– Restructuring the Finance Division to recruit, develop, retain, and attract competent staff at all levels.
– Establishing leadership and management development programs to prepare finance staff for new roles in the organization.
– Re-engineering all internal fiscal processes to optimize efficiencies and cost effectiveness.
– Regularly benchmarking with governmental and private sector organizations to adopt and implement best-in-class processes.
– Preparing comprehensive written policies and procedures that cover all aspects of the District’s financial operations.
– Leveraging new technologies to implement a new budgeting and forecasting system that will integrate with the District’s PeopleSoft enterprise resource planning system.
– Establishing an internal capital asset program planning unit within the Office of Budget and expanding the Office of Accounting Fixed Asset Group to better monitor and track the bond program and other assets of the District.
– Partnering with colleges and universities to establish internship programs.
– Establishing the Finance Division’s annual business plan and performance measures that links to the District’s strategic plan and academic plans.
Other areas where DPS has shown marked progress is in reducing overall audit costs and incurring an accumulated general fund deficit significantly less than originally budgeted and forecasted.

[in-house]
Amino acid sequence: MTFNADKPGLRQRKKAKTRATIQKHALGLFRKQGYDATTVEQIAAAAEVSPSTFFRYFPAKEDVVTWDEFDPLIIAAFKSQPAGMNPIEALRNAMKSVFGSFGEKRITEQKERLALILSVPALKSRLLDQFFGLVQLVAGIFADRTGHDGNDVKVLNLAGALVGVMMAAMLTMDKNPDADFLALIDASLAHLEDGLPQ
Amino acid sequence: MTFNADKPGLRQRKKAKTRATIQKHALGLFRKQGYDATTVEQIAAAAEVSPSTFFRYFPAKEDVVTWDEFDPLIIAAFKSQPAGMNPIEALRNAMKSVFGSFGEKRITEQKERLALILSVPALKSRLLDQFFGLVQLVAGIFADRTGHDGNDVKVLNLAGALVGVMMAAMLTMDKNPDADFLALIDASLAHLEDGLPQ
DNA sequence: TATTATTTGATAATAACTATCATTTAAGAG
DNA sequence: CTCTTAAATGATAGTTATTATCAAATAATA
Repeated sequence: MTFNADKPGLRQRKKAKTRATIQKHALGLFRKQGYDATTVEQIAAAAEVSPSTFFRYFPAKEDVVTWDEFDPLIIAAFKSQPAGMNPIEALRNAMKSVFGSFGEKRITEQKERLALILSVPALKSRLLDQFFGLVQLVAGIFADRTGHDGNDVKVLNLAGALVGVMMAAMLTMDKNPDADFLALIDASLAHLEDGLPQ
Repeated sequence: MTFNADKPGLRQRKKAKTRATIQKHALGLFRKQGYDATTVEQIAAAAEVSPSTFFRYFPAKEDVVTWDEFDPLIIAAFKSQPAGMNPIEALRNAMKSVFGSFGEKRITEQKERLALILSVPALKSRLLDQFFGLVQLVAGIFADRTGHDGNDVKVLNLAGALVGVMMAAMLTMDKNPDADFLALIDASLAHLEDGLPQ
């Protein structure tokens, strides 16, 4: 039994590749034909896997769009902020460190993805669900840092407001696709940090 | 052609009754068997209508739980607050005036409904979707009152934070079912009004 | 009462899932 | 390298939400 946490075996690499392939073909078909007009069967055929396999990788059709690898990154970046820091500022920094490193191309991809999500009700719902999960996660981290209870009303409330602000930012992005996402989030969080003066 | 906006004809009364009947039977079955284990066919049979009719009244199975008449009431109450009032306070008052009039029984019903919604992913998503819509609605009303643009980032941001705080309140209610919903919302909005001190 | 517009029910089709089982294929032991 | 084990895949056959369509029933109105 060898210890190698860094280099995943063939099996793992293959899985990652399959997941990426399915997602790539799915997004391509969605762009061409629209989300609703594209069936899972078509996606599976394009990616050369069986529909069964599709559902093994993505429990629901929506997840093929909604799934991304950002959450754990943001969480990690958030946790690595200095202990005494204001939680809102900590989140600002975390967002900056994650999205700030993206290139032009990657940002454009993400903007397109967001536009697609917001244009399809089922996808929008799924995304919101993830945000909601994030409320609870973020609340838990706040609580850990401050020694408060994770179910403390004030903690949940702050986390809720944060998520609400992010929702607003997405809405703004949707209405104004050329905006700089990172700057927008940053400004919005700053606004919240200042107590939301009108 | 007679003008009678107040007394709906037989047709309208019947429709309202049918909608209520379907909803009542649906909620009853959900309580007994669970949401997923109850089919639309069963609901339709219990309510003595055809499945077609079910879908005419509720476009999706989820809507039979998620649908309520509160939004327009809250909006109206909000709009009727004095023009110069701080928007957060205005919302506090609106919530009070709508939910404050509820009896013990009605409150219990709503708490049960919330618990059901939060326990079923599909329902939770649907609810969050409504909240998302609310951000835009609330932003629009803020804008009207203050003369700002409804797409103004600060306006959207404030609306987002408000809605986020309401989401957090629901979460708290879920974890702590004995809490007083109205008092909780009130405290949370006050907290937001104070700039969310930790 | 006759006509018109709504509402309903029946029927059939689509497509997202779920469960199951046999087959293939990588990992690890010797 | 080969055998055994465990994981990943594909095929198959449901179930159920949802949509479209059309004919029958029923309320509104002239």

Reduction in Audit Costs
DPS spent approximately $1.9 million in professional fees for the prior year audit.
For this year, the total cost of the audit, plus outside accounting assistance, is $1.3 million – a $600,000 or 31.6% reduction. By competitively bidding the audit, providing training and support to DPS finance staff, and adhering to strict timelines and schedules, DPS was able to reduce the cost and the number of days required to complete the audit. In addition, the district received an “unqualified” or clean audit opinion from the external auditors.
Actual Accumulated Deficit Significantly Less Than Originally Anticipated
One of the key purposes of this year’s financial audit is to determine the district’s actual accumulated general fund deficit. In March 2009, Bobb authorized an independent review of DPS’ financial situation in order to forecast the accumulated deficit at June 30, 2009 if no corrective action was taken. At that time, it was estimated that the deficit would balloon to be over $305.9 million by June 30, 2009 [see page 44 of the June 30, 2009 Comprehensive Annual Financial Report]. Bobb took immediate action to reduce personnel; conduct various internal audits to weed out fraud, waste, and abuse; cancelled unnecessary and exorbitant contracts; maximized the use of federal, state, and private grants and donations; and established a new culture of accountability.
According to the report, DPS’ June 30, 2009 financial statements as audited by Rehmann Robson reflects an accumulated general fund deficit at June 30, 2009 of $219.0 million or $86.9 million less than the original estimate of $305.9 million.
“We fully acknowledge that significant work still needs to be done to completely eliminate the deficit over the next three to four years,” Kisner said.